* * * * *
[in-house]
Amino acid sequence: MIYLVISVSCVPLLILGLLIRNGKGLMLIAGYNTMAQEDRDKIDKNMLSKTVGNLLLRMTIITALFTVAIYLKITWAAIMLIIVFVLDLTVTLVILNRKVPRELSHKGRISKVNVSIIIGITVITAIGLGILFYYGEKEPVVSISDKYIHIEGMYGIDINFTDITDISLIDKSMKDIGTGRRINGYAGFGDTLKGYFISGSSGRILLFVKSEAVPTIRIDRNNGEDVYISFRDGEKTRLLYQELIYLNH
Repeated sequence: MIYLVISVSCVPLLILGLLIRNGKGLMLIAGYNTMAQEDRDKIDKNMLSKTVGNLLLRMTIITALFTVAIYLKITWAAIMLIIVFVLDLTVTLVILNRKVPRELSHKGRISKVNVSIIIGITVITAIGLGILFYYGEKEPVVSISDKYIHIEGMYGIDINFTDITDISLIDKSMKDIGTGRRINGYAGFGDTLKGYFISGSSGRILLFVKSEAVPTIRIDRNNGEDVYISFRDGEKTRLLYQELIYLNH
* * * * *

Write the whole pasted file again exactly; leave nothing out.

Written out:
[in-house]
Amino acid sequence: MIYLVISVSCVPLLILGLLIRNGKGLMLIAGYNTMAQEDRDKIDKNMLSKTVGNLLLRMTIITALFTVAIYLKITWAAIMLIIVFVLDLTVTLVILNRKVPRELSHKGRISKVNVSIIIGITVITAIGLGILFYYGEKEPVVSISDKYIHIEGMYGIDINFTDITDISLIDKSMKDIGTGRRINGYAGFGDTLKGYFISGSSGRILLFVKSEAVPTIRIDRNNGEDVYISFRDGEKTRLLYQELIYLNH
Repeated sequence: MIYLVISVSCVPLLILGLLIRNGKGLMLIAGYNTMAQEDRDKIDKNMLSKTVGNLLLRMTIITALFTVAIYLKITWAAIMLIIVFVLDLTVTLVILNRKVPRELSHKGRISKVNVSIIIGITVITAIGLGILFYYGEKEPVVSISDKYIHIEGMYGIDINFTDITDISLIDKSMKDIGTGRRINGYAGFGDTLKGYFISGSSGRILLFVKSEAVPTIRIDRNNGEDVYISFRDGEKTRLLYQELIYLNH